Egypt is iconic for its intriguing landscape, fascinating monuments, and rich history. But the tasty and vibrant cuisine originating from the land of the pharaohs is hugely underrated. Visit Egypt and you’ll be welcomed with hearty dishes brimming with fava beans, spiced rice, and flavorsome tomato sauce. Nearly every dish is served with a generous amount of bread on the side, so it’s unlikely you’ll ever go hungry.
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Some Egyptian delicacies are nutritious and healthy. Others pack in a few more calories. Either way, they are all to die for. Keep reading to find out what Egyptian delicacies you’ll fall in love with.
10 Breakfast Favorite: Ful Medames
The Egyptians sure do like their legumes! Ful Medames is one of the most classic and beloved dishes to come out of Egypt. Ful, which consists of fava beans cooked with oil and salt, is a major part of the Egyptian diet and appears in many dishes, but this one is a national favorite.
According to A Little Nomad, Ful Medames contains the beans served with eggs, pita bread, and cheese, along with other garnishes. The beans can take a while to prepare since they require overnight soaking and slow-cooking to remove from their hard casing.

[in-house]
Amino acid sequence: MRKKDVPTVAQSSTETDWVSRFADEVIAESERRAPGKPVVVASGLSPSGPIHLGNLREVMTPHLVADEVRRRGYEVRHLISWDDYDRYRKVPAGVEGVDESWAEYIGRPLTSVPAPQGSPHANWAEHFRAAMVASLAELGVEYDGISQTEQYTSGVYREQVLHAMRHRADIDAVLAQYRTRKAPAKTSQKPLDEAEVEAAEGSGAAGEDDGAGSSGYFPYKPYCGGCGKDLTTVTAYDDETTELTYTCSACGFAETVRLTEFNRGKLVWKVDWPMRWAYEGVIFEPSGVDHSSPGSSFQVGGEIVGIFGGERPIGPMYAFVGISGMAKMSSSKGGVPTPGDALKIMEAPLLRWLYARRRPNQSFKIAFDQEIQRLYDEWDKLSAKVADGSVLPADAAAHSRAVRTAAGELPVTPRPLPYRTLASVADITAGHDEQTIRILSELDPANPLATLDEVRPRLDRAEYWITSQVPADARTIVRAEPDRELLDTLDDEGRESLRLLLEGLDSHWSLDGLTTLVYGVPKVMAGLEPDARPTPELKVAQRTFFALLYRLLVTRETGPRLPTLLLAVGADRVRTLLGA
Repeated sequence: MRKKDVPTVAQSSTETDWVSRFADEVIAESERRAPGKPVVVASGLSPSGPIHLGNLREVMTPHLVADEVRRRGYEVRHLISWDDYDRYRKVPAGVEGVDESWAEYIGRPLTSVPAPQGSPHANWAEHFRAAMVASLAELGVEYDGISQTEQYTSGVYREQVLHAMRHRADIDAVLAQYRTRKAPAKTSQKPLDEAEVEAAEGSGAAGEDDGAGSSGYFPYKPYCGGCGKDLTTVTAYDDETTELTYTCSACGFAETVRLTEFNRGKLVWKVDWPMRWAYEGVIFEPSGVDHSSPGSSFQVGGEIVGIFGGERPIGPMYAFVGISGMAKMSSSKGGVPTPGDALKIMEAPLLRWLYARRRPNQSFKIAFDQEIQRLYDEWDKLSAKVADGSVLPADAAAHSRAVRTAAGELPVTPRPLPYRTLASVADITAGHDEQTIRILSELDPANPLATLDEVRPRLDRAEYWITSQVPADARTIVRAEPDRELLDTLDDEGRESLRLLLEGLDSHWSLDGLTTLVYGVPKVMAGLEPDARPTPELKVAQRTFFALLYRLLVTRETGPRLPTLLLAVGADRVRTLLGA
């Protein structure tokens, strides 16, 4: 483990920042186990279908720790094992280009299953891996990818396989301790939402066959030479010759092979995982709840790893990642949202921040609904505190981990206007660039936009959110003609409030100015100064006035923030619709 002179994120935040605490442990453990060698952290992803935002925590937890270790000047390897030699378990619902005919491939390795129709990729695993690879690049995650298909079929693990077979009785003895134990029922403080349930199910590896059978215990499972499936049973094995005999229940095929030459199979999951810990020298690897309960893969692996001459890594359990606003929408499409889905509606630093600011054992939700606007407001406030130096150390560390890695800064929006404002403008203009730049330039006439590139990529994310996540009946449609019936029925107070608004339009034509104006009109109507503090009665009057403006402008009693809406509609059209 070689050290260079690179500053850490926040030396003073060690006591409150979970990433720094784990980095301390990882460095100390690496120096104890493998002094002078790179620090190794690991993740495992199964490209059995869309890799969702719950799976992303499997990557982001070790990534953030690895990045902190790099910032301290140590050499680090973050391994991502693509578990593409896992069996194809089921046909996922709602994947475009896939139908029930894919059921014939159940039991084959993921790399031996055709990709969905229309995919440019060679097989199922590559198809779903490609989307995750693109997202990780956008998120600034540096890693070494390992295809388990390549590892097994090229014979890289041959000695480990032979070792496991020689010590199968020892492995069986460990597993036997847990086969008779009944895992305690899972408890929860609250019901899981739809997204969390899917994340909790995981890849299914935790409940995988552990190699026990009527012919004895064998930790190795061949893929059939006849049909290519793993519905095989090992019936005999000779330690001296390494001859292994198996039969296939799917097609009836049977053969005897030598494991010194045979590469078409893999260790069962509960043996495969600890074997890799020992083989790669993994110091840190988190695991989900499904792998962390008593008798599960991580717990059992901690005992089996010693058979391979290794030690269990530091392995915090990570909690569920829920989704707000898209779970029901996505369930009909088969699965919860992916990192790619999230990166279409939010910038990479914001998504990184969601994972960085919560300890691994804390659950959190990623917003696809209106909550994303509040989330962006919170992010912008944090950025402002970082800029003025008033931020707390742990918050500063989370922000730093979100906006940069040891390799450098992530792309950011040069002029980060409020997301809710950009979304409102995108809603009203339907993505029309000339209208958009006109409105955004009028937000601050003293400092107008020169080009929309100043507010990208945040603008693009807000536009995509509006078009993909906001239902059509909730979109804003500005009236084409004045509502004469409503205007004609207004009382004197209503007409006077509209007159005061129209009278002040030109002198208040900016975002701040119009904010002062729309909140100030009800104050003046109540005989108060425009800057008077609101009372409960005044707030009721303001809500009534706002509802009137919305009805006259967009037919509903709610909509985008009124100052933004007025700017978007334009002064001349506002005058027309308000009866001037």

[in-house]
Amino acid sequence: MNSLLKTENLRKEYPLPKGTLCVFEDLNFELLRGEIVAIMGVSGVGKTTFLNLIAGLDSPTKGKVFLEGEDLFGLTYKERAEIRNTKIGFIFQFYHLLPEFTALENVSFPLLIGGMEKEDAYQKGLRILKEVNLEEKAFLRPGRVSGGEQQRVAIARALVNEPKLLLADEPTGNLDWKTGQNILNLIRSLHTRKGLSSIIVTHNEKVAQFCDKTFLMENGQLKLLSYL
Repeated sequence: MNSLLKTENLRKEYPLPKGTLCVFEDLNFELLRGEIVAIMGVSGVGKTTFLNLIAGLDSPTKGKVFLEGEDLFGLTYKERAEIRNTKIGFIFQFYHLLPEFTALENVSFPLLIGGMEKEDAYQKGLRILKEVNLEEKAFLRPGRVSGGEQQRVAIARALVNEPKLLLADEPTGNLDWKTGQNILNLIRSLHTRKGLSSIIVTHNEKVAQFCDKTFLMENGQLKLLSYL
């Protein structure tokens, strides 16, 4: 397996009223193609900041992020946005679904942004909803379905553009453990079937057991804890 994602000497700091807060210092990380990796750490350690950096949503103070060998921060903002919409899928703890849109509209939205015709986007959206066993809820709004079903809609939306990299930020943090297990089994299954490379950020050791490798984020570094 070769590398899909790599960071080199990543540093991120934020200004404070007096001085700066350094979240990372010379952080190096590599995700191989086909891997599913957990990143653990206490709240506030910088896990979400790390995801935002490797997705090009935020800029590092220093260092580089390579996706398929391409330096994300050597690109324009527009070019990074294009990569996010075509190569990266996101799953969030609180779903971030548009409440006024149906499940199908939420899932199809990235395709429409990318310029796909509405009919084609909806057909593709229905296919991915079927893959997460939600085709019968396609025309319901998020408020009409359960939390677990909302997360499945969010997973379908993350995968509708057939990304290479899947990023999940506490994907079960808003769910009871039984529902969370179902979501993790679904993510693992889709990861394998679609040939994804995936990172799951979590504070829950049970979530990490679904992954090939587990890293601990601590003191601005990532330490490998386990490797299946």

9 Street Food: Alexandrian Liver
Liver might not sound like the most appetizing delicacy to try, but if you’re visiting Egypt, you can’t let yourself miss out. The thought of it can be a little intense for a westerner who’s never eaten liver before, but the chances are you’ll really love it.
The Culture Trip explains that Alexandrian liver is mostly street food, although people also cook it at home. The liver is usually cooked with spicy pepper, onion, and garlic. You’ll often find it served in sandwiches from the street vendors of Alexandria.
8 Feel-Good Treat: Hawawshi
Another popular street food that you’ll fall in love with while in Egypt is the feel-good dish hawawshi. Trip Savvy describes this street food as the Egyptian version of a stuffed meat sandwich, which will keep you full as you explore the cities of Egypt.
The meat in the sandwich is usually ground beef or lamb that has been flavored with tasty spices. You won’t get Wonder White bread here, as the meat is typically served in Aish Baladi, a traditional local bread. The sandwich is cooked in a wood oven to give it a crispy texture. Delicious!
7 Pasta Dish: Koshari
Egypt isn’t the first place you think of visiting if you enjoy pasta dishes, but it does offer a couple of delicious carb-heavy plates that you’ll love. Koshari is a traditional Egyptian meal that is served both from street vendors and restaurants. This one will be easy to find during your stay in Egypt, and luckily, it’s super cheap.
The basis of this dish is rice, pasta, and lentils. These are cooked in a tomato sauce and combined with onions and chickpeas. This is also one of the heaviest and most filling Egyptian dishes, so you won’t need to eat again for hours.
6 Vegan Comfort Food: Falafel